Keeping up with the times, the Bergen County (NJ) sheriff’s office is using technology to help them find individuals who have warrants for their arrest, and to gather tips about crimes from members of the community, and even prisoners.
The National Institute of Justice published an article in the winter edition of TechBeat, the NIJ publication, which bills itself as “Dedicated to Reporting Developments in Technology for Law Enforcement, Corrections and Forensic Sciences.” The article relates how the Bergen County sheriff’s department came up with a unique initiative that allows people to share information on crime and criminals.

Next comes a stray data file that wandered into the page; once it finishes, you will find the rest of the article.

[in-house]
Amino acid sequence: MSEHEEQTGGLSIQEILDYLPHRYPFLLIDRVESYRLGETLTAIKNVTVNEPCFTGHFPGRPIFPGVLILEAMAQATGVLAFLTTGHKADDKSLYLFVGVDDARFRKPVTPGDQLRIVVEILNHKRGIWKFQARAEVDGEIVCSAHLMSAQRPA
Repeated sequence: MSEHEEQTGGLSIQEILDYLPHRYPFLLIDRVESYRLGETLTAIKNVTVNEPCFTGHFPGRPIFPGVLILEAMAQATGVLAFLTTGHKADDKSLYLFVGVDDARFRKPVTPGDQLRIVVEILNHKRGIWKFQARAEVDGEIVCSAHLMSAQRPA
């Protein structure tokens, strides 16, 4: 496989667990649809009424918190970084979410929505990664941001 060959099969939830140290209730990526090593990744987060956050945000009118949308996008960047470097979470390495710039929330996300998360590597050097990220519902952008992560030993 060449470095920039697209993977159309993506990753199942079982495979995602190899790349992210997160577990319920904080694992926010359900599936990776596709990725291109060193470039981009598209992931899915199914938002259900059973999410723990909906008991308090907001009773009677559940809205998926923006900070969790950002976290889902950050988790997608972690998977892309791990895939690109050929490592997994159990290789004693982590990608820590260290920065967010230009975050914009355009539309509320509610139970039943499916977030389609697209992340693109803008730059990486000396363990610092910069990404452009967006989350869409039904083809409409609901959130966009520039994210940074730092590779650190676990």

The system’s name, FaceCrook, may be tongue-in-cheek, but the results have been serious, and FaceCrook may be the model for other areas to use in fighting crime, and catching criminals.
FaceCrook allows concerned citizens, be they community members or prison inmates, to offer anonymous tips on the whereabouts of someone with a warrant, or to provide information on a crime that took place. It allows the sheriff’s department to have hundreds of eyes and ears throughout the county. Although some might find the system reminiscent of George Orwell’s 1984, the Bergen County sheriff’s department hopes that other counties will link to the FaceCrook system. Tipsters can access FaceCrook via telephone or computer. That the FaceCrook system has been successful comes as no surprise. The surprise is that no one thought of this technological system to expand crime-fighting techniques sooner.